Still getting to know Florence! Tchaikovsky in Florence and more!

Forbidden from leaving Florence by Covid restrictions (damn you Orange Zone!), I’ve been challenging myself to find new and interesting things to see and do in this amazing city. Otherwise, I’m afraid I will get mighty bored. Plus, the weather has been amazing for a week. In the 60s and sunny, with nary a cloud skidding through the blue, blue sky.

I’m particularly drawn to the section of Florence known as the Viale dei Colli in the Oltrarno. I can hop on a bus near my home in the northern hills of Florence and the #13 bus will take me through the city and un the Viale dei Colli to Piazzale Michelangelo, or, if I ride further, to San Miniato al Monte. I sometimes choose to ride the bus further, to the Forte di Belvedere or, even, to the Porta Romana. As you can see, the #13 offers me a lot of options.

The pictures from this post are from a section of the Viale dei Colli that I’ve not previously walked. I rode the #13 bus past the Forte di Belvedere and got off at the next stop. I was welcomed with a flurry of pink and white plum blossoms, which I stopped to enjoy, while listening to birdsong.

The map below shows my route through the Oltrarno; the blue line designates the gorgeous drive known as the Viale dei Colli, designed in the 19th century by landscape architect, Giuseppe Poggi.

I saw many new things on this first walk through this area. Here are some of the lovely images.

I followed some joggers off the main Viale and onto a small street, via Bonciani, where I was immediately rewarded for my effort with my first awareness of the fact that Pyotr Ilyich Tchaikovsky, the Russian composer, lived in this villa during one of his many visits to Florence. In fact, I learned later, he wrote his String Sextet in D minor “Souvenir de Florence,” Op. 70, is a string sextet scored for 2 violins, 2 violas, and 2 cellos composed in the summer of 1890. The work, in the traditional four-movement form, was titled “Souvenir de Florence” because the composer sketched one of the work’s principal themes while visiting Florence, Italy, where he composed The Queen of Spades. The work premiered in 1892.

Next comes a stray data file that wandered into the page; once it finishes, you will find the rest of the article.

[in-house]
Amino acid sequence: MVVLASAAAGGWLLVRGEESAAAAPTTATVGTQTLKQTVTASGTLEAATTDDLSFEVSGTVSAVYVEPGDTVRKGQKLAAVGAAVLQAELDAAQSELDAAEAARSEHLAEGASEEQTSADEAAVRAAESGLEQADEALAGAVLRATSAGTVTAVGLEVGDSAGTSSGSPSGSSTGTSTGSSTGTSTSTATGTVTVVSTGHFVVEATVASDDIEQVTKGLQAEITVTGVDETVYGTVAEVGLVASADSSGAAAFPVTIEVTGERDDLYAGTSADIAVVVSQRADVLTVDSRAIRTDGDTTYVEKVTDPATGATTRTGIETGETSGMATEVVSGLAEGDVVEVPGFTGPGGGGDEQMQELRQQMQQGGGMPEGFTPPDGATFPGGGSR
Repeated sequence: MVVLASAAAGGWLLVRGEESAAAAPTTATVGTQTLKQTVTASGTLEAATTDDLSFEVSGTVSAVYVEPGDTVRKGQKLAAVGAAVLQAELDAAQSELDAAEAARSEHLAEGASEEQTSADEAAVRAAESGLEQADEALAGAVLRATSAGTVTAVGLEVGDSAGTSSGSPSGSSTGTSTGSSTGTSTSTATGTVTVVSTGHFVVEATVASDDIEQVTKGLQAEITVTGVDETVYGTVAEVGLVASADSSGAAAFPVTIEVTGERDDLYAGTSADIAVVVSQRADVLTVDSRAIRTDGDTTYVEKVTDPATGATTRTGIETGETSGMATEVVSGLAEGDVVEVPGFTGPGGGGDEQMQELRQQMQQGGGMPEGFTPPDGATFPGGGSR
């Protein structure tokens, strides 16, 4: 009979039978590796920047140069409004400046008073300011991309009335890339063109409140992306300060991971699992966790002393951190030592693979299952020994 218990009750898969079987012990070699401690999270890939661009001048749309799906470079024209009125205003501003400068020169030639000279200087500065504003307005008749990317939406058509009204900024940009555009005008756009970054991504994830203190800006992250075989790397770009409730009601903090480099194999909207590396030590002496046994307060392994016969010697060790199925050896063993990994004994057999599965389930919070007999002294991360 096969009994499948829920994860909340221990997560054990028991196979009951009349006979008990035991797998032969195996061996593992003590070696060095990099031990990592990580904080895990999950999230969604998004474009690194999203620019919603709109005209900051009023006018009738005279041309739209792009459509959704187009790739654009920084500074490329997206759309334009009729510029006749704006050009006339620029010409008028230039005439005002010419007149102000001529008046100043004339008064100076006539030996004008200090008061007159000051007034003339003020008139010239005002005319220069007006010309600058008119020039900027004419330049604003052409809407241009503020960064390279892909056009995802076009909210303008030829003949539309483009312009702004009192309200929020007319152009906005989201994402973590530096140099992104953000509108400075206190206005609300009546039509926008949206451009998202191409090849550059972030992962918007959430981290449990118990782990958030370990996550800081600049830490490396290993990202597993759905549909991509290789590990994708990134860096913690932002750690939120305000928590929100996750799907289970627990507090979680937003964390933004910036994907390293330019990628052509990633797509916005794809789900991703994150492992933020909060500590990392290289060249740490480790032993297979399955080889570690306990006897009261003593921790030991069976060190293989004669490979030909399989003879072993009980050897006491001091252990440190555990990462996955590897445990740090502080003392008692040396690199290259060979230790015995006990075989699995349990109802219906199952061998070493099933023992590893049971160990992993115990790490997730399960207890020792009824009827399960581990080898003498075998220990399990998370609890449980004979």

So there you go, 15 minutes off the bus and already I’ve been rewarded with pink and white flowers and another layer of Florence’s rich history: a major Russian composer lived and worked among these hills to the south of the city. Oh my, I do love this place!

The magnificent private homes, all villas, along the Viale are a sight to behold, especially in spring with the early blossoms and bright green grass. A little later in the season and the scenes would be obscured with the tree foliage.

Taking a left off the Tchaikovsky street, I encountered this beautiful streetscape, highlighted with spring sunshine. The doorway on the left side is quite a mavel, as you will see next:

Back out on the main Viale, I encountered the lovely Villa Magnolia. One can only imagine the views these villas have of the skyline of beautiful Florence.

Not long after, I spied this grand staircase leading to? who knows? I had to ascend to find out.

Climbing the many, many steps, I saw this tiny little volunteer violet. Be still my heart!

At the top, I met this tall, dark fellow, Mr. Daniele Mann, about whom I know nothing and can find nothing in Google.

Back down the same stairs I climbed up, the next new thing I saw was this park, above and below. Complete with picnickers! I mean, who knew? Turns out this lovely little untrammeled area is known as Giardino Bobolino. I had no idea it even existed!

The way I understand it, the beautiful villa, now called Villa Cora, is a part of the same estate from which the Giardino Bobolino is formed. Today Villa Cora is an upscale hotel (closed for Covid, thank you very much), but the lush, verdant grounds of the Giardino are open to all.

There’s a sculpture installation at the intersection of the top part of the Viale and the Giardino Bobolino, composed of 4 tall, metal abstracted human figures. With the sculptures is a plaque honoring Paul P. Harris, as founder of Rotary Clubs. I don’t quite understand this group and can’t find anything about it with a Google search. Hmm…

Following the viale downwards towards Porta Romana, I saw another view and access point to the Giardino Bobolino:

And then, off to the left and above this fountain, I noticed what I can only describe as a “Tuscan chalet,” seen below. Isn’t it odd and wonderful? I have no idea what it is used for: it is completely shut up.

At the end of my walk, I entered Florence again through the Porta Romana. I’ll be back again soon with more discoveries found in this astounding city!

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